Unions initially argued for shorter hours on the grounds that long hours were unhealthy, and because of fatigue, unsafe. Once the eight hour day began to be established they then argued for a five day week as a way of ensuring that jobs were maintained. One American labour leader, Samuel Gompers (pictured), stated that “As long as there is one man [sic] who seeks employment and cannot find it, the hours of work are too long.” Shorter hours also increased wages because more overtime would be paid.
Others, including unions in the US, Britain and France, demanded higher wages and more free time as their share of raising productivity and as compensation for the degrading conditions of work. Nevertheless trade unions still conceived of work as the central organising principle of the worker’s life and the most important aspect of their lives.
Various attempts at shortening the work week by striking unions had mixed success after the first world war in the US and Britain. Workers in the clothing industry in the US, which employed a high proportion of Jewish workers whose Sabbath fell on the Saturday, generally won a five-day week during the 1920s. However, American steel workers continued to work 12 hour shifts and the coal miners won wage rises rather than a shorter day. British coal miners actually saw their working day increase. As real wages fell in Britain and France during the 20s the dream of leisure time faded.
US unions fell in with the consumption solution to overproduction in the late 1920s and concentrated on fighting for higher wages. Union leaders promoted increased production and economic growth as a way of increasing wages.
In Europe the paid vacation was an employer preferred alternative to the shorter working week. Wages remained lower than in the US and purchasing power did not increase as fast. Although mass consumption came much later to Britain and Europe, Ford’s theories that higher wages and shorter weeks would avoid market saturation, found agreement amongst industrial engineers there.
It was not till the Great Depression of the 1930s that the unions again fought for a shorter working week as a solution to unemployment.
Those workers whose work was irregular wanted long hours when they did work to make up for when they didn’t. Gary Cross argues in Time and Money: The Making of Consumer Culture, that it wasn’t so much consumer culture as “the whip of job and wage insecurity and the absence of a viable alternative” that drove workers to prefer higher wages over increased leisure time. “Depression diminished the value of leisure time for wage-earners” whilst increasing the value of an income.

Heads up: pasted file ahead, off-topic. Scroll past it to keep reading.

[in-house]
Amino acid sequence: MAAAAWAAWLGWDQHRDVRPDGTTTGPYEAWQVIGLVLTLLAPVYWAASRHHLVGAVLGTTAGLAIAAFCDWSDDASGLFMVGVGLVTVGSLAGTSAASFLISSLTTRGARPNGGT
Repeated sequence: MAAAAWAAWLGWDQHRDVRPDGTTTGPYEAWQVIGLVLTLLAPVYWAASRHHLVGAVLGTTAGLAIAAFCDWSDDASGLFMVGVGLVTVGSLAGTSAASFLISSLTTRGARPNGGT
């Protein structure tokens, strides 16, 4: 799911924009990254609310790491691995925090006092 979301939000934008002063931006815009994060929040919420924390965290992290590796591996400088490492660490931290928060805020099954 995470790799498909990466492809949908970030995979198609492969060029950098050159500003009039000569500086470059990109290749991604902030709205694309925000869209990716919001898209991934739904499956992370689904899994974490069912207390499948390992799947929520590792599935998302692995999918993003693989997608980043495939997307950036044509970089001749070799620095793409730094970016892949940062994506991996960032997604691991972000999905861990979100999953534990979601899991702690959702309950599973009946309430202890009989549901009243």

The topic of shorter working hours as a solution to unemployment again took centre stage as increased consumption seemed like an unlikely solution when so many people couldn’t even afford life’s necessities. US unions argued for a 30 hour week and some large firms such as Kellogg’s, Sears Roebuck, General Motors and Standard Oil, in fact introduced it voluntarily at some of their plants.
Legislation in the US during the Depression set the standard working week at 40 hours over five days. Nevertheless long hours through the use of overtime continued. A plan to introduce a thirty hour week in order to spread employment was passed in the US Senate but business interests were outraged, “barraging the Roosevelt administration with pressure and threats”.
Businessmen, even those who had reduced work hours voluntarily, were afraid that such legislation might institute the 30 hour week as a permanent feature. For them recovery from the depression entailed a return to business as usual with long working hours and increased consumption. The President was forced to “abandoned his support for the thirty hour week” and it was never introduced. In its place, Roosevelt introduced work creation schemes.
After the second world war the idea of solving unemployment by reducing working hours disappeared from mainstream thinking. During the war a demand for consumer goods had built up and following it workers tended to prefer wage rises to shorter hours.
The promise of full-employment assuaged fears that long work hours might create unemployment. Leisure became consumer-oriented, revolving round the home with its entertaining and convenience goods and the vacation where workers could enjoy living in luxury for a short time. As Cross noted: “The identification of leisure with consumption won many to hard and steady work in disagreeable jobs.”
The issue of working fewer hours instead of getting extra wages was seldom discussed after the war and was off the agenda for several decades, a non-issue, despite its high priority before the 1940s. As a result working hours stabilised at 40 per week in the US until the 1970s when they started to increase again.
Juliet Schor noted in her book The Overworked American that productivity in the US has been increasing steadily since the 1940s: “we could now produce our 1948 standard of living (measured in terms of marketed goods and services) in less than half the time it took in that year. We could actually have chosen the four-hour day. Or a working year of six months....” Instead workers work more hours now than in 1948 and consume more than twice as much.